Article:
13. Del Henney, Doctor Who #133: Resurrection Of The Daleks, TV, 1984.    Ball, Henney, Michael Byrne, Tom Chadbon, Peter Firth, Tim Pigott-Smith, Patrick Ryecart, Patrick Stewart, David Warner… most of the 11 actors up for Colonel Archer in the Doc5 Peter Davison adventure were Lifeforcers that year.
  14. Christopher Gable, Doctor Who #135: The Caves of Androzani, TV, 1984.    Mixed signals about Sharez Jek… Rock idols like David Bowie, Roger Daltrey, Mick Jagger and the rockerish Tim Curry – or actors Patrick Allen, Nicholas Ball, Steven Berkoff, Brian Cox, Christopher Gable, Michael Gambon, Julian Glover, John Hurt, Derek Jacobi, Martin Jarvis, Michael Jayston, Oliver Tobias. Ball was also up for…
  15. Robert Glenister, Doctor Who #135: The Caves of Androzani, TV, 1984.     When Christopher Gable was switched from Major Salateen to Sharez Jek, eight regular Whovians had to bow to newcomer Glenister – Ball, Ralph Bates, Christopher Cazenove, Tom Chadbon, Nicholas Clay, Brian Cox, Donald Sumpter. Ball was also up for…
  16. Maurice Roëves, Doctor Who #135: The Caves of Androzani, TV, 1984.    Whpbverse regualars Ball, Patrick Allen, Alun Armstrong, Steven Berkoff, Kenneth Cope, Michel Elphiock and outsider Warren Clarke were Stotz candidates. …
  17. Stephen Yardley, Doctor Who # 138: Vengeance on Varos, TV, 1984. Not quite matching the Lifeforce movie’s 203 candidates for 18 roles that year but as many as 58 guys were seen for just three roles in this Doc6 Colin Baker episode – most of them being Lifeforcers! (They did not share the same casting director, so how did Cannon get hold of the Whoverse lists, hmm?) For example, there were 19 contenders for Arak… Ball, Yardley, Alun Armstrong, Jim Broadbent, Andrew Burt, Tony Caunter, Tom Chadbon, Peter Childs, Kenneth Cope, Paul Darrow, Tom Georgeson, John Hallam, Brian Miller, Tony Osoba, Edward Peel, Carl Rigg, Colin Scully, Donald Sumpter, Dave Warwick
  18. Tom Chadbon, Doctor Who #143: Trial of A Time Lord: The Mysterious Planet, TV, 1986.     Ball and Keith Barron were short-listed for Merdeen. Two years earlier, both actors (and Chadbon) had also been up for the same rôle(s) in the dreaded Lifeforce. The difference being Who was science fiction; Lifeforce was science fart. 19 – Tony Selby, Doctor Who #143: The Trial of a Time Lord, TV, 1986. A regular on producer John Nathan-Taylor’s casting lists, Ball was up for Sabalom Glitz in the the 14-episode past-present-future arc (hello A Christmas Carol!) that lasted the entire Season 23. At this juncture, the franchis was as much on trial as Doc6 Colin Baker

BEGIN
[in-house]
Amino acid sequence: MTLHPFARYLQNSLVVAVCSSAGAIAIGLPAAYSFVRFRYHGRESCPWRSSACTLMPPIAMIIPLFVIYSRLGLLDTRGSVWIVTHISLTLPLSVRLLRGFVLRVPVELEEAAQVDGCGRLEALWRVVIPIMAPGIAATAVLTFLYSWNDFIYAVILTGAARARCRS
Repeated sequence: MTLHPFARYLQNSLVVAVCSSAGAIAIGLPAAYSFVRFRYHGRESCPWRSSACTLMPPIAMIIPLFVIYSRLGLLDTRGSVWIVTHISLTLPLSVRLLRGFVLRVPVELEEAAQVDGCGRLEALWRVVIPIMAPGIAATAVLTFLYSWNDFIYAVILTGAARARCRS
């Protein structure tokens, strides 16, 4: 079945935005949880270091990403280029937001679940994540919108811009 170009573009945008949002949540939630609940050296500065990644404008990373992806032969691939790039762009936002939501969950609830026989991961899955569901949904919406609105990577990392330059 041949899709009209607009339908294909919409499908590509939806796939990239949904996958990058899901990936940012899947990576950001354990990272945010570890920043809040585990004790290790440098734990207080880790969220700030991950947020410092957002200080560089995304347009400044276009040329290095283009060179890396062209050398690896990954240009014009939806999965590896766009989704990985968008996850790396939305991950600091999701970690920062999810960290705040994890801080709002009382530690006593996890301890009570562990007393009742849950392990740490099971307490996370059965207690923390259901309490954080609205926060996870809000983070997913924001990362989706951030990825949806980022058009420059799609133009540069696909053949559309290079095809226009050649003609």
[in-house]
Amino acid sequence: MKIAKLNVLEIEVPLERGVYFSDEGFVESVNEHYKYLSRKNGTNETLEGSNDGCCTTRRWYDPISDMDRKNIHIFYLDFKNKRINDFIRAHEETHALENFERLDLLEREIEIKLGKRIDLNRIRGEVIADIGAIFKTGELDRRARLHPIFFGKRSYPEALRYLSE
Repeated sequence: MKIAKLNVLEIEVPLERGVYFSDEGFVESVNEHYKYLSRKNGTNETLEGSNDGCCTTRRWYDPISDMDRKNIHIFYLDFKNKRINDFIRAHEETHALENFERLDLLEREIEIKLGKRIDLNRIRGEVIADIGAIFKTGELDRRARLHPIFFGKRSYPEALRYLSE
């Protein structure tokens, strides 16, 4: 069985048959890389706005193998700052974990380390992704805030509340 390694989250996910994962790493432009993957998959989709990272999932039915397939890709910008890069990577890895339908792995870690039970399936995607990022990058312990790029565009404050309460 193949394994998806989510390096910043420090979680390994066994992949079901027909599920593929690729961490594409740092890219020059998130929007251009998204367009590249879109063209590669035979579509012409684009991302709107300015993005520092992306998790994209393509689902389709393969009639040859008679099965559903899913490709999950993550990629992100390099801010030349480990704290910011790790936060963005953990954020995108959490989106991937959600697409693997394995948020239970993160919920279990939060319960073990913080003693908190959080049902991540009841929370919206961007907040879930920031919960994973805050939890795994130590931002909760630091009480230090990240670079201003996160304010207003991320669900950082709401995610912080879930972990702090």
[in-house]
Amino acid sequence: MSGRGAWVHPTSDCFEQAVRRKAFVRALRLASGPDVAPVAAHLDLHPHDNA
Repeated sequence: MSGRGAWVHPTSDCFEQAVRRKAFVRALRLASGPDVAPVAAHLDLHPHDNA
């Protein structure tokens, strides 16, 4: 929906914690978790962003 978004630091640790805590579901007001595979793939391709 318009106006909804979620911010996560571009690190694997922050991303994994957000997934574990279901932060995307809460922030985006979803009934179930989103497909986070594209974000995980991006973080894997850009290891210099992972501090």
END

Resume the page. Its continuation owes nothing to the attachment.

19. Don Henderson, Doctor Who #146: Delta and The Bannermen, TV, 1987.     Chimeron Queen Delta escapes the baddies and heads to Disneyland (!) but arrives instead at… a Welsh holiday camp! Director Chris Clough chose Henderson for Bannerman boss Gavrok from producer John Nathan-Taylor’s familiar dartboard: Ball, Kenneth Colley, Michael Elphick, Michel Gothard, Bernard Hill, Jeremy Kemp, Ronald Lacey, TP McKenna, Clifford Rose, Peter Vaughan, Simon Ward, David Warner.
  20. Edward Peel, Doctor Who #147: Dragonfire, TV, 1987. The usual suspects were up for Kane, the icy director of Iceworld, on the dark side of planet Svartos… Ball, John Alderton, Tom Chadbon, Michael Gothard, Ian Holm, David Jason, Ronald Lacey, TP McKenna, Clifford Rose, Simon Ward, David Warner. The Doc of the day was Doc7 Sylvester McCoy.
  21. Simon Williams, Doctor Who #148: Remembrance of the Daleks, 1988. Despite the importance of the show – the 25th anniversary season opener –   eleven actors passed on Group Captain Gilmore. Ball, Tom Adams, Tom Chadbon, Michael Cochrane, Lewis Collins, Del Henney, Ian Ogilvy, Tim Pigott-Smith, Neil Stacy, Simon Ward and James Warwick. Enter: Williams, aka James Bellamy in Upstairs, Downstairs, the Downton Abbey of its day – TV, 1971-1975. Despite 19 invites, none of Ball’s 85 credits (up to 2017) were in the Whoverse.

 Birth year: Death year: Other name: Casting Calls:  10